00010526  E85BFFFFFF                       call    SUB_L00010486
     0001052B  83C420                           add esp,00000020h
     0001052E  85C0                             test    eax,eax
     00010530  7404                             jz  L00010536
     00010532                           L00010532:
     00010532  33C0                             xor eax,eax
     00010534  EB43                             jmp L00010579
     00010536                           L00010536:
     00010536  8D4584                           lea eax,[ebp-7Ch]
     00010539  50                               push    eax
     0001053A  8D8574FFFFFF                     lea eax,[ebp-0000008Ch]
     00010540  50                               push    eax
     00010541  FF15941A0100                     call    [ntoskrnl.exe!RtlInitUnicodeString]
     00010547  8D4580                           lea eax,[ebp-80h]
     0001054A  50                               push    eax
     0001054B  8D857CFFFFFF                     lea eax,[ebp-00000084h]
     00010551  50                               push    eax
     00010552  56                               push    esi
     00010553  8D8574FFFFFF                     lea eax,[ebp-0000008Ch]
     00010559  50                               push    eax
     0001055A  FF15901A0100                     call    [ntoskrnl.exe!IoGetDeviceObjectPointer]
  6. So what magic thing does IoGetDeviceObjectPointer, which is only available in kernel mode, tell you when you call it on \Device\Harddisk0\Partition0 ?

    From an ancient post to

    If you get the pointer to \device\harddisk(n)\partition(n) using IoGetDeviceObjectPointer(), you will get a pointer to the partitions device object. If you want the physical disk device object, you need to get the pointer to \device\harddisk(n)\partition0.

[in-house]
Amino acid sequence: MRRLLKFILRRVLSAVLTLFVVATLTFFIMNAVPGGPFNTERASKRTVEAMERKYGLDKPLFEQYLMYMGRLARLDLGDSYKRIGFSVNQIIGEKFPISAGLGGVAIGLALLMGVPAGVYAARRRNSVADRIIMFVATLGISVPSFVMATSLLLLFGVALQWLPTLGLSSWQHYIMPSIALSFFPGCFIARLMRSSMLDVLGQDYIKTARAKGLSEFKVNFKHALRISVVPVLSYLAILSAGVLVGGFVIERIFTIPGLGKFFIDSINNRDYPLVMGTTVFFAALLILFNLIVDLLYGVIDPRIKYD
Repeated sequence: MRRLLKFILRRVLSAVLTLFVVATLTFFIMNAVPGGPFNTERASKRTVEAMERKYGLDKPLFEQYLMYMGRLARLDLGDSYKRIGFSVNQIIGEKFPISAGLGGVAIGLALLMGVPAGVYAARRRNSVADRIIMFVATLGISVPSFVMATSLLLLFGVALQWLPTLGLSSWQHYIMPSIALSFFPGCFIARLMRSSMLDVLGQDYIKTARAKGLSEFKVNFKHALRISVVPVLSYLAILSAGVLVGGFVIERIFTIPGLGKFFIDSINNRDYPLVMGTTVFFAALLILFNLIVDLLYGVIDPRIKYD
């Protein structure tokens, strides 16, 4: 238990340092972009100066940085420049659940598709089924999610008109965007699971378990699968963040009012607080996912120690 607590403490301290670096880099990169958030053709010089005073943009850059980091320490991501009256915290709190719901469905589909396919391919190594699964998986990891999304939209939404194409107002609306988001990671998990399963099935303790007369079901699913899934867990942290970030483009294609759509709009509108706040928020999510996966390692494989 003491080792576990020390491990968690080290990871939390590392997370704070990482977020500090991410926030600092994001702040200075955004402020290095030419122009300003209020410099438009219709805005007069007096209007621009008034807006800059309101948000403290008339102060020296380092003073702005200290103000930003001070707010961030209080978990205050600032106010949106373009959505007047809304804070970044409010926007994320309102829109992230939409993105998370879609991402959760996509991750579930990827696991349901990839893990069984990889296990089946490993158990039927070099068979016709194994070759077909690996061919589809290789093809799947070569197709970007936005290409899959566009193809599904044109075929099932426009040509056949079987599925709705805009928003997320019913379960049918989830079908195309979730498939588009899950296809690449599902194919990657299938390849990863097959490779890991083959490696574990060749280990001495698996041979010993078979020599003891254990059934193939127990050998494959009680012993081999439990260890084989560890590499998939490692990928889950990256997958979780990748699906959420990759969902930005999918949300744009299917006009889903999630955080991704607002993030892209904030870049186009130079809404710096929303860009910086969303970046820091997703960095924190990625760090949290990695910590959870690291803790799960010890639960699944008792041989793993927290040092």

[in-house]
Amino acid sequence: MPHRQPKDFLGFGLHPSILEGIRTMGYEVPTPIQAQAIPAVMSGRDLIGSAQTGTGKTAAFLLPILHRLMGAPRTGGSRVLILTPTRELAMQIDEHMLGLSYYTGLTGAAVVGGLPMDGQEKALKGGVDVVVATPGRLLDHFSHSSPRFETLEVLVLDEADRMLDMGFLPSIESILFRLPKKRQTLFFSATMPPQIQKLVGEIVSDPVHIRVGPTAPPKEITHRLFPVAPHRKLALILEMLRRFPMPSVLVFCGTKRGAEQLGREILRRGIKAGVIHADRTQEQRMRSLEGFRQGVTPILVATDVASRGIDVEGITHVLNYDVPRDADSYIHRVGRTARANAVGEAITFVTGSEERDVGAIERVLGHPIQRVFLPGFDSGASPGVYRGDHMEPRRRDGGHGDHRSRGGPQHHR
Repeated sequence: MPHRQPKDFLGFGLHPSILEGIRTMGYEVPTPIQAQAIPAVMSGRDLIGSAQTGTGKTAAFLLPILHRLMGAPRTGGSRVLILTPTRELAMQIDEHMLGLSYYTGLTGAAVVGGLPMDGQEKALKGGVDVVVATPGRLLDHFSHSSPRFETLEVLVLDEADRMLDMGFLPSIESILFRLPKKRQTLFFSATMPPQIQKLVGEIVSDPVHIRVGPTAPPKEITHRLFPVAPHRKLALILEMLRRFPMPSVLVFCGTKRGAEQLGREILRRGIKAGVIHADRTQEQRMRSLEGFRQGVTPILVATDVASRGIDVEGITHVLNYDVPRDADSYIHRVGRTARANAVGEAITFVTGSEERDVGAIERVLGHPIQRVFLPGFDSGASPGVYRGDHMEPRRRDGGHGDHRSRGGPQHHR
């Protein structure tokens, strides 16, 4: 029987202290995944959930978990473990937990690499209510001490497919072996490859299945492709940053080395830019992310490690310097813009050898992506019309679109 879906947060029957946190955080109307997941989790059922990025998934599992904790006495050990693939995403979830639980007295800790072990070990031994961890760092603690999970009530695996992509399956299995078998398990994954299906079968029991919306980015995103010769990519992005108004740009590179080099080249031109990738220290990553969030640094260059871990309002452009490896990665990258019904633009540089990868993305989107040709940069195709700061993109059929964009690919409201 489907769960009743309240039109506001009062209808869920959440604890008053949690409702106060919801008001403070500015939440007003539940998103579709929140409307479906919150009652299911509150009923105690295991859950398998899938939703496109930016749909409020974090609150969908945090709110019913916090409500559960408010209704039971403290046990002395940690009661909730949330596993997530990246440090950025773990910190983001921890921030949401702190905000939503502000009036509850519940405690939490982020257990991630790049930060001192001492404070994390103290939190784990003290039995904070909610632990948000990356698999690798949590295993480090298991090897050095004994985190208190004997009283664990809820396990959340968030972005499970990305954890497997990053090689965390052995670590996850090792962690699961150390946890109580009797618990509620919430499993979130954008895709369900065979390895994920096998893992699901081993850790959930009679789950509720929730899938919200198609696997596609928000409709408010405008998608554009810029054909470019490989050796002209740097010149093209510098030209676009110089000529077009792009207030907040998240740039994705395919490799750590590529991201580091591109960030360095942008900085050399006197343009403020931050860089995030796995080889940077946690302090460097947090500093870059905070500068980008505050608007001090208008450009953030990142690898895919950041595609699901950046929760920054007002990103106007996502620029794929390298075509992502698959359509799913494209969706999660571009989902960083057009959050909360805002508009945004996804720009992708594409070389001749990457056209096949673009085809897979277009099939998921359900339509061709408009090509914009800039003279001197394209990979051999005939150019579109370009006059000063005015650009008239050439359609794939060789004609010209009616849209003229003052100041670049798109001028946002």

So partition0 lets us get to the physical disk

    And that gives us a lot of performance metrics and counters that are below the logical level for the disk.

  7. Finally, trying to find a time that I thought it might actually be using the driver. I ran a "surface test" from EaseUS, and I see stats on the performance. They could be doing that from user level, but in Process Explorer, when I took a snapshot, I suddenly saw the dll active: presumably the part of the system that talks to the driver.

Still not sure if that's a good answer to the question. But it was fun exploring, anyway! Thanks for reading.

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Indeed, there are functions available in kernel mode which are not available in user mode as functions (take IoCreateDisk for instance), but there are (semi-?)equivalents to many of them (e.g. IOCTL_DISK_CREATE_DISK, or the user-mode perf counters, etc.). The fact that some programs don't seem to need a kernel driver (or at least not nearly as much) makes me wonder why other programs do. But +1, this is awesome! – Mehrdad May 13 '12 at 9:48

They need to intercept all disk accesses. For example, suppose you're in the process of cloning a partition. If any writes are made to the disk during the cloning process, the sector written to must be cloned prior to permitting the write to go through, otherwise the resulting clone will be inconsistent.

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Doesn't Windows already have volume snapshots/shadow copies precisely for this purpose? (E.g. this functionality.) After all, programs like Disk2VHD certainly don't seem to need this, and yet they certainly need to block writes... – Mehrdad May 13 '12 at 6:07
Disk2VHD doesn't try to change a partition while Windows is using it like partition managers do. Disk2VHD doesn't try to present a virtual partition to Windows during its operations. – David Schwartz May 13 '12 at 7:43
It still has to block writes though, doesn't it? – Mehrdad May 13 '12 at 7:47
Also, no program (or at least, no sane program...) changes a partition while Windows is using it. (This is enforced in Windows Vista/7, but it's true in every version past XP.) Furthermore, no [sane] partition manager tries to present a virtual partition to Windows while it proceeds with changing a partition. Partition managers just lock the partition when they can, and reboot into native mode when they can't. – Mehrdad May 13 '12 at 7:57
That is not true. Acronis Backup and Restore, for example, can boot from a partition while it's restoring it. – David Schwartz May 13 '12 at 8:18